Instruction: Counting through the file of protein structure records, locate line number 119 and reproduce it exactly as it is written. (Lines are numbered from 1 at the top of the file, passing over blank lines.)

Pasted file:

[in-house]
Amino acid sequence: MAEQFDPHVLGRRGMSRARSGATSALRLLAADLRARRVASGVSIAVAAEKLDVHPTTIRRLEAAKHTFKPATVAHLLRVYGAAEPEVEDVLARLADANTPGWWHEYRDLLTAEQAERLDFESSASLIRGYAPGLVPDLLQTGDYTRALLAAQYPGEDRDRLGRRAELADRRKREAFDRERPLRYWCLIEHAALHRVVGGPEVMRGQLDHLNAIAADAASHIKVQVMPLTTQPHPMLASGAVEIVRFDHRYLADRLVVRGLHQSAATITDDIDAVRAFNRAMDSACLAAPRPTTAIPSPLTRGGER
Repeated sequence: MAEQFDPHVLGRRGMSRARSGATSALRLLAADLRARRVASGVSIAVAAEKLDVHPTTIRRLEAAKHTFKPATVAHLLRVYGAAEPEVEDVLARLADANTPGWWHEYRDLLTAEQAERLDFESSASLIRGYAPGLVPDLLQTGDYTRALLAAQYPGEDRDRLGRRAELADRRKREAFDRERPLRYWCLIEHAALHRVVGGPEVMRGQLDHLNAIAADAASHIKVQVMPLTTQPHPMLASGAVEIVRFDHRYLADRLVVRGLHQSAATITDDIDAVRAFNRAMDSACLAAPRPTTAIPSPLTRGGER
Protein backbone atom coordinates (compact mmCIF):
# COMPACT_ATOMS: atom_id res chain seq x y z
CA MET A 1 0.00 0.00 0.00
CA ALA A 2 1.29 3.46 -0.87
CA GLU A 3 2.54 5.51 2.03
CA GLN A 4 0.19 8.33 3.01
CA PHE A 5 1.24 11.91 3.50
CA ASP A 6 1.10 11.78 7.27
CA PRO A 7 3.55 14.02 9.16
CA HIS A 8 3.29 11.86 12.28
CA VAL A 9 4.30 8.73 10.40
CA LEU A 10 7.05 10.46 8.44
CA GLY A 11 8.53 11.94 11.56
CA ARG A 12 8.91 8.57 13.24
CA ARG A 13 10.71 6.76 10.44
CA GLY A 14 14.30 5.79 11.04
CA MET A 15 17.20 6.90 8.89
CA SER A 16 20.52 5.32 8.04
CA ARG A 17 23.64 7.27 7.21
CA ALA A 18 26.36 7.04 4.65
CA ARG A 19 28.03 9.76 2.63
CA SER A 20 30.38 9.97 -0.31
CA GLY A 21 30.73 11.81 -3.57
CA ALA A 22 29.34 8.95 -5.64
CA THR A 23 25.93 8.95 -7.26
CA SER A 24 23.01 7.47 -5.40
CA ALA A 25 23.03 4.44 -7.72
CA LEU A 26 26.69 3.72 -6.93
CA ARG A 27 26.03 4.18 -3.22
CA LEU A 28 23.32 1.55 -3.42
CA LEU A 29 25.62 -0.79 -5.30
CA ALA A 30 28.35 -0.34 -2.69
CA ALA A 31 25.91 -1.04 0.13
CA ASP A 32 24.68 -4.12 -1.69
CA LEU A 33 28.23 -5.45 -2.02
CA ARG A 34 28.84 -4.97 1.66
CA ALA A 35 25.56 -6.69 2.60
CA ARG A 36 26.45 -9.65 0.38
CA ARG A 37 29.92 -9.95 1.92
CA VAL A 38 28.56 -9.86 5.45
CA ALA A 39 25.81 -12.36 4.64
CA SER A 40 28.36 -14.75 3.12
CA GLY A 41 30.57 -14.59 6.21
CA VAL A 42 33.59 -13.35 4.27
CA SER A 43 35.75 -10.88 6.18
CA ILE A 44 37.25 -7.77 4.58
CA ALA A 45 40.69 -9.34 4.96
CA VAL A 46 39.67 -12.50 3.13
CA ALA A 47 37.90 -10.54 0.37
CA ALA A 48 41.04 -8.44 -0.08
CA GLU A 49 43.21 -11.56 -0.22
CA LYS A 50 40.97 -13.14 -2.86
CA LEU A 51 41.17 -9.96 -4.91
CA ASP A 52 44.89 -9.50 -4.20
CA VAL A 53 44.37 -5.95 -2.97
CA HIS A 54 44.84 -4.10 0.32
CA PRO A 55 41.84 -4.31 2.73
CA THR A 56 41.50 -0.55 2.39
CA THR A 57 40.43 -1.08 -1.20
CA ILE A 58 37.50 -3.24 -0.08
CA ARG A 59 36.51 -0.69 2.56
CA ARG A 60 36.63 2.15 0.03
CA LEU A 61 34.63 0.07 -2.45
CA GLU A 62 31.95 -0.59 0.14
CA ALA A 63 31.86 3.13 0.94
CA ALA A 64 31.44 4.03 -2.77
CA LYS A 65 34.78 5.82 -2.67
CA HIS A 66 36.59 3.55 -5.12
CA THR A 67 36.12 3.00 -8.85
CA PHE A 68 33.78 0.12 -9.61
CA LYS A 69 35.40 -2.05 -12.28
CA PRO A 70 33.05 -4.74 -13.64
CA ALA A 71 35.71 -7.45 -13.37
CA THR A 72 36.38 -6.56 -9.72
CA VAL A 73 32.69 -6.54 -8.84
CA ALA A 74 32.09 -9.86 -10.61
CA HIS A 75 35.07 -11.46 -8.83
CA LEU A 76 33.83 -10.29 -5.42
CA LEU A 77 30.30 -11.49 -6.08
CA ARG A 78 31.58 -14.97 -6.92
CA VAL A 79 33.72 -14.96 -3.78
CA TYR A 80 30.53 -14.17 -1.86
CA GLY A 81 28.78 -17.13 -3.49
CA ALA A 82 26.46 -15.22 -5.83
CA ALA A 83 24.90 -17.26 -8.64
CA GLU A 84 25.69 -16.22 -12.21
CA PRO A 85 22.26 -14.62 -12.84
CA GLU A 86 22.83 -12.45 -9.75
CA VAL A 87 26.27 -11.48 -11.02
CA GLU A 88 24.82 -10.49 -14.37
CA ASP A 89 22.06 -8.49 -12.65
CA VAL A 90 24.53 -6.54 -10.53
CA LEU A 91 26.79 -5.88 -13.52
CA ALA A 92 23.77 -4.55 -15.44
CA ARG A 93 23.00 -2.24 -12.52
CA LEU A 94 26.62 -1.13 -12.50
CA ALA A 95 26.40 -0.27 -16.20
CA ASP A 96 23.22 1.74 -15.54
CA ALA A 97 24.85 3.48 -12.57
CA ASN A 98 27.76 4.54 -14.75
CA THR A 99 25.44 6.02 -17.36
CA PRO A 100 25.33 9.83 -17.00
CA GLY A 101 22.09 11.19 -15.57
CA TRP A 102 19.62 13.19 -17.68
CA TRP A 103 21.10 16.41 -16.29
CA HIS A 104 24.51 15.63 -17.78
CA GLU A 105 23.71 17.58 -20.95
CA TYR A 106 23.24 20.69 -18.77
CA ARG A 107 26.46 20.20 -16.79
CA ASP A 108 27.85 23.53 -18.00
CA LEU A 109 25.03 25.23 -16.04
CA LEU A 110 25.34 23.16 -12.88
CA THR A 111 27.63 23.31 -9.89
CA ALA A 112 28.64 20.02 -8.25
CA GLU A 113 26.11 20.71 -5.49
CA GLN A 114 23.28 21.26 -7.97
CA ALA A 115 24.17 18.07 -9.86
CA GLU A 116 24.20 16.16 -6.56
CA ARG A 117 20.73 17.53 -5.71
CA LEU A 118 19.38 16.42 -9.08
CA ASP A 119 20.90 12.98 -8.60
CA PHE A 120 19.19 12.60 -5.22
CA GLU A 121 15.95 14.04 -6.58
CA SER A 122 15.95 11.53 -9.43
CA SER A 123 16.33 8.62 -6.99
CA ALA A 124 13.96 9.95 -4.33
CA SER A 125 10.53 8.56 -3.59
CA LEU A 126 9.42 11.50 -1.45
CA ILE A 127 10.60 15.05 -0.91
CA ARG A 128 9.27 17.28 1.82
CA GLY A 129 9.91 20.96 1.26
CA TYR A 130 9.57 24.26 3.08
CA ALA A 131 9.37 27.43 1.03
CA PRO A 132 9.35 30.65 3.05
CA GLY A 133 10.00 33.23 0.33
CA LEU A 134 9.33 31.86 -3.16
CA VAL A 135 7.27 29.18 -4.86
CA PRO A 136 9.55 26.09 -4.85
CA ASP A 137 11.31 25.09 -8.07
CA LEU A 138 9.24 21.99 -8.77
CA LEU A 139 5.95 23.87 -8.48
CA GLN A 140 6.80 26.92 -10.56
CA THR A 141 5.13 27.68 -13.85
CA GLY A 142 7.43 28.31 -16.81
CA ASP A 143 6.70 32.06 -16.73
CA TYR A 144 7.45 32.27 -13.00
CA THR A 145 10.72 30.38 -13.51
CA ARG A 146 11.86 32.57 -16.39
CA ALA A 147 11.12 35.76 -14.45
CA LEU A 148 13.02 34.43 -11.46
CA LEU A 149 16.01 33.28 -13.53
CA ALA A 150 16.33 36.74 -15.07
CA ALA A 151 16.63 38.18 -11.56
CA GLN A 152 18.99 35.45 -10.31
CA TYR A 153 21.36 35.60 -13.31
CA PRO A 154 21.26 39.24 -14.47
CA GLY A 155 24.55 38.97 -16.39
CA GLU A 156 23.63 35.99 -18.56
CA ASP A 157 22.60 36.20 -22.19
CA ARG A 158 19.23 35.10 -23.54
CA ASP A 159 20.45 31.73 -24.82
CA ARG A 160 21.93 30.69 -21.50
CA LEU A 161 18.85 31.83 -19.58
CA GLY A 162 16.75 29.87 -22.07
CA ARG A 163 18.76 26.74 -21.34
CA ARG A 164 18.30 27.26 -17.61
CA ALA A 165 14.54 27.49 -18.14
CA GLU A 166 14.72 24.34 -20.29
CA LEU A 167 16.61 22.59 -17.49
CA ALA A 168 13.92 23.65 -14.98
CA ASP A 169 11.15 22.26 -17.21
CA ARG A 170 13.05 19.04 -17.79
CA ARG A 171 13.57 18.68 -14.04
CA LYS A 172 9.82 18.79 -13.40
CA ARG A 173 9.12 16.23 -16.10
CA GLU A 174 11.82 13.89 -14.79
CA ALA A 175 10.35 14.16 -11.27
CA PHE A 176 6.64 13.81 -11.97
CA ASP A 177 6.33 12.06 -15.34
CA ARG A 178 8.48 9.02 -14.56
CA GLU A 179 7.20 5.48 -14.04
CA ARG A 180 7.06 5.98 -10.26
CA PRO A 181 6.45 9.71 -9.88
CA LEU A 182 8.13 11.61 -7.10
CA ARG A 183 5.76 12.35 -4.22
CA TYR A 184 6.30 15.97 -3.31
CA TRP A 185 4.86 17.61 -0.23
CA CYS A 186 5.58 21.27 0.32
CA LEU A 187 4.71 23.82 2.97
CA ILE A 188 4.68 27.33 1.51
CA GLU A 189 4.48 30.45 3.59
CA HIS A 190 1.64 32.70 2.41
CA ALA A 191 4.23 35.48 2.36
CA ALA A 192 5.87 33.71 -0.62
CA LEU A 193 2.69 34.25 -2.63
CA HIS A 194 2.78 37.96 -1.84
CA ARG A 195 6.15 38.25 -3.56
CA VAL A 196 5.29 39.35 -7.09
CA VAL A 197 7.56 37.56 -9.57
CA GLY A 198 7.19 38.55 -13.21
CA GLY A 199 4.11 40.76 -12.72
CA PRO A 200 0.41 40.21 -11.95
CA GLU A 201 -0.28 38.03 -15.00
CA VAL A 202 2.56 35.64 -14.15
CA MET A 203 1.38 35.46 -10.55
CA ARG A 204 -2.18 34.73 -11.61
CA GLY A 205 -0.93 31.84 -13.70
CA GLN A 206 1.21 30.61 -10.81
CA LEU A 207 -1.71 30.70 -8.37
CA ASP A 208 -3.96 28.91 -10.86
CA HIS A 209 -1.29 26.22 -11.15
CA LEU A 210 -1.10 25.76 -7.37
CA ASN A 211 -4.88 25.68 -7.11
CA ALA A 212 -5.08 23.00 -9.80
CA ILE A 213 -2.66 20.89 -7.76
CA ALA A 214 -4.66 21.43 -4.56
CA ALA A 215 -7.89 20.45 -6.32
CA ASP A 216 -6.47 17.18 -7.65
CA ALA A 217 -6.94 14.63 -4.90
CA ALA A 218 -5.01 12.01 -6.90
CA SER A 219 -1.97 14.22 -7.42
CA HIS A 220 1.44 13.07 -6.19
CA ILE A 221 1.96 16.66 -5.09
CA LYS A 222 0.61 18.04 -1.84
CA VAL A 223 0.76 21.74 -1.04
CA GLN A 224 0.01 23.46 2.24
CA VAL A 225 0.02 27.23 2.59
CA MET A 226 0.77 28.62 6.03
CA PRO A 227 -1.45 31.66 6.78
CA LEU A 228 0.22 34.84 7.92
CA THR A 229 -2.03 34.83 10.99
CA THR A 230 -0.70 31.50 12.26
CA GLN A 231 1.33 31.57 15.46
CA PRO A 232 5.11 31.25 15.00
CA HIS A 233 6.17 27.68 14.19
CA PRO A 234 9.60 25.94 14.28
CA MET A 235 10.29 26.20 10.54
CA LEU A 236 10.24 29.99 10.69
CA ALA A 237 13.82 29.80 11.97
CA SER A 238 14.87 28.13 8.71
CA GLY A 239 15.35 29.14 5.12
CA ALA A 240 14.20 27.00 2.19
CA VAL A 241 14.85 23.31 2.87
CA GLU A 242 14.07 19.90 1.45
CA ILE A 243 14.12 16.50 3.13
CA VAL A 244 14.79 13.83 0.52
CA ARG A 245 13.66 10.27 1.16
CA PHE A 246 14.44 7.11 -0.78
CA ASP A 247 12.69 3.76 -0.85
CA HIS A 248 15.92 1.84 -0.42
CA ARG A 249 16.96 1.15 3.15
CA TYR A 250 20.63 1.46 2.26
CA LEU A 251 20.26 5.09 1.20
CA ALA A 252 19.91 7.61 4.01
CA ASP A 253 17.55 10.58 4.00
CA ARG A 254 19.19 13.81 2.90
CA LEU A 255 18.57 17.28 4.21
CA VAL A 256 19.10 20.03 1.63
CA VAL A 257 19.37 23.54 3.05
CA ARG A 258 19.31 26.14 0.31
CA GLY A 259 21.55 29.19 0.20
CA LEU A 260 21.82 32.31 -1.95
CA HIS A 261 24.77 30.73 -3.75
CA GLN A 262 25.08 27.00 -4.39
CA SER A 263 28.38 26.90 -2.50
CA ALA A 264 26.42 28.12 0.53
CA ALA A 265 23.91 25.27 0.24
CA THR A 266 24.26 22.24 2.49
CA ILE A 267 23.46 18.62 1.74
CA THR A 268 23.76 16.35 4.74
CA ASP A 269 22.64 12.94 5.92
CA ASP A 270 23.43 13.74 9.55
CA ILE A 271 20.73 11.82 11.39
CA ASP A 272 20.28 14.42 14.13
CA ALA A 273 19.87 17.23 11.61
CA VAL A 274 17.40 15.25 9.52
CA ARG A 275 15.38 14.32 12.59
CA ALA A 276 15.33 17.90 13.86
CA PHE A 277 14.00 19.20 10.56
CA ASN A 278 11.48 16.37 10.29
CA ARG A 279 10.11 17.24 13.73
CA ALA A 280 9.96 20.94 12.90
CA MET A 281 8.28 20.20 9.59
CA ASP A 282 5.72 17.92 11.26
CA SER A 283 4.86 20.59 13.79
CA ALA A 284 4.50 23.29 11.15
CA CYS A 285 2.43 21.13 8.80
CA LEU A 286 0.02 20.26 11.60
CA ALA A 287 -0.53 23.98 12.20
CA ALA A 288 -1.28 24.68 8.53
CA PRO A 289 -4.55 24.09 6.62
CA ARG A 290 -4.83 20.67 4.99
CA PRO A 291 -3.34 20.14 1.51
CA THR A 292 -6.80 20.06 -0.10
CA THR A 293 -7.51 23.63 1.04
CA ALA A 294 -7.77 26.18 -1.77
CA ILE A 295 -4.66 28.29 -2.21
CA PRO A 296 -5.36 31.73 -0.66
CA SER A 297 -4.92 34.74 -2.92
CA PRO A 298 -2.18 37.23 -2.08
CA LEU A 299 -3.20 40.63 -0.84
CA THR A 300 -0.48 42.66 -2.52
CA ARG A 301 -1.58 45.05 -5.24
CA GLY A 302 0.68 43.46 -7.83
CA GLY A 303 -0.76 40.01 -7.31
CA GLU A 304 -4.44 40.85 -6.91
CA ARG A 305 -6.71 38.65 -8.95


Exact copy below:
CA GLN A 114 23.28 21.26 -7.97